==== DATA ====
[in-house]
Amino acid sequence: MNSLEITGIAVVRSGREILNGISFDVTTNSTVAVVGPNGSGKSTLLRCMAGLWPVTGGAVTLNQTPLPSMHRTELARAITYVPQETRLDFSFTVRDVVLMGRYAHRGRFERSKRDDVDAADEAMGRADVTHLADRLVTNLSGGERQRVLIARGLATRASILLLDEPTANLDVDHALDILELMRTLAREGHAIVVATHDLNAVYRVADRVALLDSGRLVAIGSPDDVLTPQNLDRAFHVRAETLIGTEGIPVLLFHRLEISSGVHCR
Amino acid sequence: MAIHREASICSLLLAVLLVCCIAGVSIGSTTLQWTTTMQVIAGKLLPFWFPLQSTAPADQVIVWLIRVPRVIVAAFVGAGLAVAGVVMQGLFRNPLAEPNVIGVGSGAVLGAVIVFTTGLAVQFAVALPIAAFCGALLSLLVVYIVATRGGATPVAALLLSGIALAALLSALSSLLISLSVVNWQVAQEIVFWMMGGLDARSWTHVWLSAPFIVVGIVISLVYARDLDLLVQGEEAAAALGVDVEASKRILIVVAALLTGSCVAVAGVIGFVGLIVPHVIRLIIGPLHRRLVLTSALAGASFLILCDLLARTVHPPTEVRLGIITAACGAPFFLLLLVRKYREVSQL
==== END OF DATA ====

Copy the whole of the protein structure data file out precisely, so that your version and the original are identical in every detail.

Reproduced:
[in-house]
Amino acid sequence: MNSLEITGIAVVRSGREILNGISFDVTTNSTVAVVGPNGSGKSTLLRCMAGLWPVTGGAVTLNQTPLPSMHRTELARAITYVPQETRLDFSFTVRDVVLMGRYAHRGRFERSKRDDVDAADEAMGRADVTHLADRLVTNLSGGERQRVLIARGLATRASILLLDEPTANLDVDHALDILELMRTLAREGHAIVVATHDLNAVYRVADRVALLDSGRLVAIGSPDDVLTPQNLDRAFHVRAETLIGTEGIPVLLFHRLEISSGVHCR
Amino acid sequence: MAIHREASICSLLLAVLLVCCIAGVSIGSTTLQWTTTMQVIAGKLLPFWFPLQSTAPADQVIVWLIRVPRVIVAAFVGAGLAVAGVVMQGLFRNPLAEPNVIGVGSGAVLGAVIVFTTGLAVQFAVALPIAAFCGALLSLLVVYIVATRGGATPVAALLLSGIALAALLSALSSLLISLSVVNWQVAQEIVFWMMGGLDARSWTHVWLSAPFIVVGIVISLVYARDLDLLVQGEEAAAALGVDVEASKRILIVVAALLTGSCVAVAGVIGFVGLIVPHVIRLIIGPLHRRLVLTSALAGASFLILCDLLARTVHPPTEVRLGIITAACGAPFFLLLLVRKYREVSQL